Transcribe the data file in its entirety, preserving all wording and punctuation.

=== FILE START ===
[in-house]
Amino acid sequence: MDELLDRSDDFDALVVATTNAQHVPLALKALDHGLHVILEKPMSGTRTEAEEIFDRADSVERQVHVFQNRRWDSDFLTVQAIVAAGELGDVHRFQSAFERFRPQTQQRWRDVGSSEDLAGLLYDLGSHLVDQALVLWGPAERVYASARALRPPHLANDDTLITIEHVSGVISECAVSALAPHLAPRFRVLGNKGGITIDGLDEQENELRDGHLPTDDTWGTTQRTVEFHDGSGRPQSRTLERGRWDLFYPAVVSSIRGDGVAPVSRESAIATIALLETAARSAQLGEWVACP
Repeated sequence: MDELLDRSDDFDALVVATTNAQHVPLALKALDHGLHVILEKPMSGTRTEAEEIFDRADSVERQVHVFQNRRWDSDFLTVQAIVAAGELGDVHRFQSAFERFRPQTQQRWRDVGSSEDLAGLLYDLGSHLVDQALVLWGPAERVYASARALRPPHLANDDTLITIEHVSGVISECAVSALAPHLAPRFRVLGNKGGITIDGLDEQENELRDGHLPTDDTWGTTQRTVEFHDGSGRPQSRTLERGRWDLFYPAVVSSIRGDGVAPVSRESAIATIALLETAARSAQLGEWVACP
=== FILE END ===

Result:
[in-house]
Amino acid sequence: MDELLDRSDDFDALVVATTNAQHVPLALKALDHGLHVILEKPMSGTRTEAEEIFDRADSVERQVHVFQNRRWDSDFLTVQAIVAAGELGDVHRFQSAFERFRPQTQQRWRDVGSSEDLAGLLYDLGSHLVDQALVLWGPAERVYASARALRPPHLANDDTLITIEHVSGVISECAVSALAPHLAPRFRVLGNKGGITIDGLDEQENELRDGHLPTDDTWGTTQRTVEFHDGSGRPQSRTLERGRWDLFYPAVVSSIRGDGVAPVSRESAIATIALLETAARSAQLGEWVACP
Repeated sequence: MDELLDRSDDFDALVVATTNAQHVPLALKALDHGLHVILEKPMSGTRTEAEEIFDRADSVERQVHVFQNRRWDSDFLTVQAIVAAGELGDVHRFQSAFERFRPQTQQRWRDVGSSEDLAGLLYDLGSHLVDQALVLWGPAERVYASARALRPPHLANDDTLITIEHVSGVISECAVSALAPHLAPRFRVLGNKGGITIDGLDEQENELRDGHLPTDDTWGTTQRTVEFHDGSGRPQSRTLERGRWDLFYPAVVSSIRGDGVAPVSRESAIATIALLETAARSAQLGEWVACP